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Texas’ love affair with incarceration

Michele Deitch, an expert on criminal justice policy, argues that Texas’ incarceration policies have shaped America’s modern prison system.

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Michele Deitch is a senior lecturer at the Lyndon B. Johnson School of Public Affairs, where she teaches courses on criminal justice policy. This post is part of a Know series on the Texas prison system.

Photo of Michele Deitch

Michele Deitch. Photo: Marsha Miller

The United States now has more than 2.3 million people locked up in its prisons and jails — that’s one out of every 99 adults. Our nation’s prison system is by far the largest in the world, dwarfing even those of China and Russia, our nearest competitors for this dubious distinction. And our rate of incarceration is even more out of sync with the rest of the world:  we are locking up our citizens at a rate five to 10 times higher than most other industrialized Western nations.

It has been said that our country has a “love affair with incarceration.” Nowhere is this statement more accurate than in Texas, home to the second largest prison system in the nation and a state that tripled the size of its prison population from 50,000 to more than 150,000 in one short decade. That prison growth in the 1990s represented the largest and most expensive construction project of any kind in Texas’ history.

The Texas approach to crime and punishment is iconic. Small wonder then that the connection between the two formed the basis for a new book, titled appropriately enough, “Texas Tough: The Rise of America’s Prison Empire.” What many do not realize, however — and what this new book illustrates so vividly — is the extent to which Texas’ incarceration policies have been a driver for America’s spot at the top of the charts when it comes to mass imprisonment.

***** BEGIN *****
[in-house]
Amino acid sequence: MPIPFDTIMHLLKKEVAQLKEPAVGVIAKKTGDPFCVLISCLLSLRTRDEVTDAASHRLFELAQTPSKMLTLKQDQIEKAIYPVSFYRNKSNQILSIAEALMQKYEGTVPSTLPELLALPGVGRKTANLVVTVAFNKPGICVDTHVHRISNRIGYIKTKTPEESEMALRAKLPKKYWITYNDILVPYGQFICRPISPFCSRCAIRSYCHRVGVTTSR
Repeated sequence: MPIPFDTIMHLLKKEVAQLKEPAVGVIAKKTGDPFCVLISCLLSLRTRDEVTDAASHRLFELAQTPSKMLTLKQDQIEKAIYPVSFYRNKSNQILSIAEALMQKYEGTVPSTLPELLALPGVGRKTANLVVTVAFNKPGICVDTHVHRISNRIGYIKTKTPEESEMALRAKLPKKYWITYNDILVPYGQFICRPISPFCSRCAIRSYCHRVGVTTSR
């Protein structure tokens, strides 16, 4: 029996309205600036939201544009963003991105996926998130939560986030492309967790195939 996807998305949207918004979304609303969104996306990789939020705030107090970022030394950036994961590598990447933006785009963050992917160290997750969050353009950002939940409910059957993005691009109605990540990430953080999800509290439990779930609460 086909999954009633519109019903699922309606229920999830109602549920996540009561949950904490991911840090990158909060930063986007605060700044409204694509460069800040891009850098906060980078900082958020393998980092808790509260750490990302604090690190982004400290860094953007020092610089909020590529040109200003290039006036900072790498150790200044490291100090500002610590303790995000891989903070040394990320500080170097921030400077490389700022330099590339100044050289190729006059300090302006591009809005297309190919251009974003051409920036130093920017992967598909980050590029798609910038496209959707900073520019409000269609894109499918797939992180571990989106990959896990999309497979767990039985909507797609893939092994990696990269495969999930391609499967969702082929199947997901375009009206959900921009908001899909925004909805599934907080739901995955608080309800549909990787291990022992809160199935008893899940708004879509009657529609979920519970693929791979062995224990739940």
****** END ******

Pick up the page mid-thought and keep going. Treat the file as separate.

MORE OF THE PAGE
Texas Tough book cover design

“Texas Tough” was written by Robert Perkinson. 

Author Robert Perkinson argues in “Texas Tough” that the South, and Texas in particular, has shaped the development of the modern penitentiary into institutions that are harsher, less rehabilitative and more racially divisive than their Northern counterparts of earlier times. He traces the roots of the Texas penal system to patterns set during times of slavery and segregation. The book is thick with examples of ways in which Texas prisons of the late 1800s and first part of the 1900s more closely resembled slave plantations than reformatories. And as Texas’ unprecedented expansion of prison beds in the last part of the 20th century became the prototype for a national experiment in mass imprisonment, that history and attitude toward prisoners produced the dominant philosophy across the country.

It is impossible to talk about criminal justice in this country without also talking about race. We live in an era in which one in three young black men is under the control of the criminal justice system, in which blacks have a seven times greater chance of being incarcerated than whites, and in which blacks are disproportionately disenfranchised due to prior felony convictions. Perkinson’s analysis should provide much food for thought about the roots of this disparate impact of our punishment policies. At the same time, his thought-provoking book forces us to face the possibility that our policies are doing more to resegregate society than to protect us from crime.

Perkinson will be at the university’s School of Law Monday, Nov. 22, to discuss his book. The timing of this talk is impeccable as we head into a legislative session facing the most profound budget crisis in decades. Texas is facing tough choices with regard to the services and programs that must be severely cut or shuttered entirely, including health care and education. One inescapable reality of our massive prison system in Texas is that it is extraordinarily expensive, costing about $5 billion each biennium. The choice we made to be “Texas tough” in prior years may finally be coming back to haunt us.

Visit the main page of this prison system series to read two related articles.